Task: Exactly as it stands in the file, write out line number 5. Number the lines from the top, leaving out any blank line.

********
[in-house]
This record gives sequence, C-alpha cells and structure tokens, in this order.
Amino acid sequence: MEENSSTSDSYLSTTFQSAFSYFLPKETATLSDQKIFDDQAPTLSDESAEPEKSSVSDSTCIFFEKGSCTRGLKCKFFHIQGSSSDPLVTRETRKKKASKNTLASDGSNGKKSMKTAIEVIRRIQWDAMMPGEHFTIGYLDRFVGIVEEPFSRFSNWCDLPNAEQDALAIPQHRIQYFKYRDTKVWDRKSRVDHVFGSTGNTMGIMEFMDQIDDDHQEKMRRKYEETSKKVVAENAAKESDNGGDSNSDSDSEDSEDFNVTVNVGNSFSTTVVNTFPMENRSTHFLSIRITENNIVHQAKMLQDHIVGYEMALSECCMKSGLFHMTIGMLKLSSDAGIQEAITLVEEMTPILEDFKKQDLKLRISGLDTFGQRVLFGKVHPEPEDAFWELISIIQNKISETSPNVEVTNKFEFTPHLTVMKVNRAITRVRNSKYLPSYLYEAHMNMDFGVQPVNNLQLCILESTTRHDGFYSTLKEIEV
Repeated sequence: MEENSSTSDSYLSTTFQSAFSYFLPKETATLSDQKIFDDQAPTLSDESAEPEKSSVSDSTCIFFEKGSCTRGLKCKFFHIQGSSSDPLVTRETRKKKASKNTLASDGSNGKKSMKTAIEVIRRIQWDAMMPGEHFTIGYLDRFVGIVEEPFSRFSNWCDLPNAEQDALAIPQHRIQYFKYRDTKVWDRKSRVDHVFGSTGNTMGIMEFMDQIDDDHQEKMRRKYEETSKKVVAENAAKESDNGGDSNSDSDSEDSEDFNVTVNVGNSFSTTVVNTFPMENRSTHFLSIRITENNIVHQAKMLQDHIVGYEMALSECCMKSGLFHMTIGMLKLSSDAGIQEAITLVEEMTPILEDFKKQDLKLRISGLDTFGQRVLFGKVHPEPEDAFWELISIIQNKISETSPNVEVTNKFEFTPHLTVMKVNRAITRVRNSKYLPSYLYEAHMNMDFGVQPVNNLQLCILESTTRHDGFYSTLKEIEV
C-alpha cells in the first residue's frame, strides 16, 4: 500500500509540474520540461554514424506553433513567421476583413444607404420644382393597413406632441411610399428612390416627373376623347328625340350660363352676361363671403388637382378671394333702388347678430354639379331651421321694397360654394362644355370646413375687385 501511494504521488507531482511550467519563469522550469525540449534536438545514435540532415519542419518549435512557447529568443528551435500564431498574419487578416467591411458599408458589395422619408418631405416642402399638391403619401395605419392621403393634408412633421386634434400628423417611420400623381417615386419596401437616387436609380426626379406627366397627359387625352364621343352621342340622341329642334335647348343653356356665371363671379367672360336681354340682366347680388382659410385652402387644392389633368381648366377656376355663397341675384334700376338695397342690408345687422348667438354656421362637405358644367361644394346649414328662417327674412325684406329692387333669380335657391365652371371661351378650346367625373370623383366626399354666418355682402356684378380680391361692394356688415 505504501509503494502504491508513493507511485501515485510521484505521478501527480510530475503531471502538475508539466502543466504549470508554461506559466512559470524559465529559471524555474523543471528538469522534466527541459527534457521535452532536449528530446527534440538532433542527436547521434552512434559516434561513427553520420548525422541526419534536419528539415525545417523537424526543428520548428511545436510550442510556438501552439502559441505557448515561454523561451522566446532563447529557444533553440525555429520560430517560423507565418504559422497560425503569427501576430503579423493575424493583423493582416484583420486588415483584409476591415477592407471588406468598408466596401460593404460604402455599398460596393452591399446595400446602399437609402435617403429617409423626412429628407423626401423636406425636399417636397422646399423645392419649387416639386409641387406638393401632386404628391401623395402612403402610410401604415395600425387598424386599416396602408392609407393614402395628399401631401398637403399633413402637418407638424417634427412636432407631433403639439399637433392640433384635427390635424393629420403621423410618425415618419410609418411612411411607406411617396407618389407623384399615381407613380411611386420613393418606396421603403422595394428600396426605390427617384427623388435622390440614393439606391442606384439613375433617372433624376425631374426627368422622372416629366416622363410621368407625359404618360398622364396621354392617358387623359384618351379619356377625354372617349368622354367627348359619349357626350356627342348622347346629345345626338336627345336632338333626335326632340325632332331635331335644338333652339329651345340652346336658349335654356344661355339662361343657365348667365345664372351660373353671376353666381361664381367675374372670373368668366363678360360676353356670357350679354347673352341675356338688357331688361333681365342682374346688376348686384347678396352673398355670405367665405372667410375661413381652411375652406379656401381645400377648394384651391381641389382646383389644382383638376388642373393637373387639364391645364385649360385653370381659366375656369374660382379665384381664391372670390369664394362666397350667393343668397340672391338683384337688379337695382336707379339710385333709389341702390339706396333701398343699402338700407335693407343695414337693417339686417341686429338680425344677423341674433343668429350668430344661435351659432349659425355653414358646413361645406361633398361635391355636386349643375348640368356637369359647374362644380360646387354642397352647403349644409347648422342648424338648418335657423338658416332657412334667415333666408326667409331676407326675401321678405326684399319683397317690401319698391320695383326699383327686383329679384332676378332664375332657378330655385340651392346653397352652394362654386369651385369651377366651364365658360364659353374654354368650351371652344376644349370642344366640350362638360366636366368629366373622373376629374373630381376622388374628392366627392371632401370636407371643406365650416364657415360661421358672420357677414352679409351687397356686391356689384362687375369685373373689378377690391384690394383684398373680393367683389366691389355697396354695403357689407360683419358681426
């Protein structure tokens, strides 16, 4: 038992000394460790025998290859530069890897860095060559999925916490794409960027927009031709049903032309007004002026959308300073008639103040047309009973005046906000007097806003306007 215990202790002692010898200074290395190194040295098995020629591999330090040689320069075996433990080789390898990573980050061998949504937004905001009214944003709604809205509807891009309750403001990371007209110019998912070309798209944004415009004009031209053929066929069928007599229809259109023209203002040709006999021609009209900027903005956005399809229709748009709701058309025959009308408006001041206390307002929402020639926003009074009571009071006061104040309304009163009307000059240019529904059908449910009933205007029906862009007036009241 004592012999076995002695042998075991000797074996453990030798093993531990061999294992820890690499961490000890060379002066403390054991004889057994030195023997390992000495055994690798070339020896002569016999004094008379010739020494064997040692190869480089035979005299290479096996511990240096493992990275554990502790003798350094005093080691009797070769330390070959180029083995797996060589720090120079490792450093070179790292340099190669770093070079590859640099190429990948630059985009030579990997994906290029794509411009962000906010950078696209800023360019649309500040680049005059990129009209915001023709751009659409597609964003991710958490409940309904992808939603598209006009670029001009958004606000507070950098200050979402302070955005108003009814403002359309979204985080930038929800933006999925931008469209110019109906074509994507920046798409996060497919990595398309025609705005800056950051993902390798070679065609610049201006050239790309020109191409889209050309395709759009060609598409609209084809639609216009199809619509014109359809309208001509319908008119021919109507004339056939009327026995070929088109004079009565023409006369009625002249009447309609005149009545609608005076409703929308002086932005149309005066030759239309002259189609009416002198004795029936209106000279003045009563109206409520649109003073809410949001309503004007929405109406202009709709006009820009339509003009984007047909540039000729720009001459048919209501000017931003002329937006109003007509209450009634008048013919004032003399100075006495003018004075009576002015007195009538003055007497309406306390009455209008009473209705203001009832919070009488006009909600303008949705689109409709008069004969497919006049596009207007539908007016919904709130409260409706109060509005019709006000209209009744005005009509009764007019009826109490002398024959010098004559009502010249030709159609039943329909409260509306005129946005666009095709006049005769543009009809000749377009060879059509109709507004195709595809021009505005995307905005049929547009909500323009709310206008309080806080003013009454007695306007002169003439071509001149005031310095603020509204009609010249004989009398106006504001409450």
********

C-alpha cells in the first residue's frame, strides 16, 4: 500500500509540474520540461554514424506553433513567421476583413444607404420644382393597413406632441411610399428612390416627373376623347328625340350660363352676361363671403388637382378671394333702388347678430354639379331651421321694397360654394362644355370646413375687385 501511494504521488507531482511550467519563469522550469525540449534536438545514435540532415519542419518549435512557447529568443528551435500564431498574419487578416467591411458599408458589395422619408418631405416642402399638391403619401395605419392621403393634408412633421386634434400628423417611420400623381417615386419596401437616387436609380426626379406627366397627359387625352364621343352621342340622341329642334335647348343653356356665371363671379367672360336681354340682366347680388382659410385652402387644392389633368381648366377656376355663397341675384334700376338695397342690408345687422348667438354656421362637405358644367361644394346649414328662417327674412325684406329692387333669380335657391365652371371661351378650346367625373370623383366626399354666418355682402356684378380680391361692394356688415 505504501509503494502504491508513493507511485501515485510521484505521478501527480510530475503531471502538475508539466502543466504549470508554461506559466512559470524559465529559471524555474523543471528538469522534466527541459527534457521535452532536449528530446527534440538532433542527436547521434552512434559516434561513427553520420548525422541526419534536419528539415525545417523537424526543428520548428511545436510550442510556438501552439502559441505557448515561454523561451522566446532563447529557444533553440525555429520560430517560423507565418504559422497560425503569427501576430503579423493575424493583423493582416484583420486588415483584409476591415477592407471588406468598408466596401460593404460604402455599398460596393452591399446595400446602399437609402435617403429617409423626412429628407423626401423636406425636399417636397422646399423645392419649387416639386409641387406638393401632386404628391401623395402612403402610410401604415395600425387598424386599416396602408392609407393614402395628399401631401398637403399633413402637418407638424417634427412636432407631433403639439399637433392640433384635427390635424393629420403621423410618425415618419410609418411612411411607406411617396407618389407623384399615381407613380411611386420613393418606396421603403422595394428600396426605390427617384427623388435622390440614393439606391442606384439613375433617372433624376425631374426627368422622372416629366416622363410621368407625359404618360398622364396621354392617358387623359384618351379619356377625354372617349368622354367627348359619349357626350356627342348622347346629345345626338336627345336632338333626335326632340325632332331635331335644338333652339329651345340652346336658349335654356344661355339662361343657365348667365345664372351660373353671376353666381361664381367675374372670373368668366363678360360676353356670357350679354347673352341675356338688357331688361333681365342682374346688376348686384347678396352673398355670405367665405372667410375661413381652411375652406379656401381645400377648394384651391381641389382646383389644382383638376388642373393637373387639364391645364385649360385653370381659366375656369374660382379665384381664391372670390369664394362666397350667393343668397340672391338683384337688379337695382336707379339710385333709389341702390339706396333701398343699402338700407335693407343695414337693417339686417341686429338680425344677423341674433343668429350668430344661435351659432349659425355653414358646413361645406361633398361635391355636386349643375348640368356637369359647374362644380360646387354642397352647403349644409347648422342648424338648418335657423338658416332657412334667415333666408326667409331676407326675401321678405326684399319683397317690401319698391320695383326699383327686383329679384332676378332664375332657378330655385340651392346653397352652394362654386369651385369651377366651364365658360364659353374654354368650351371652344376644349370642344366640350362638360366636366368629366373622373376629374373630381376622388374628392366627392371632401370636407371643406365650416364657415360661421358672420357677414352679409351687397356686391356689384362687375369685373373689378377690391384690394383684398373680393367683389366691389355697396354695403357689407360683419358681426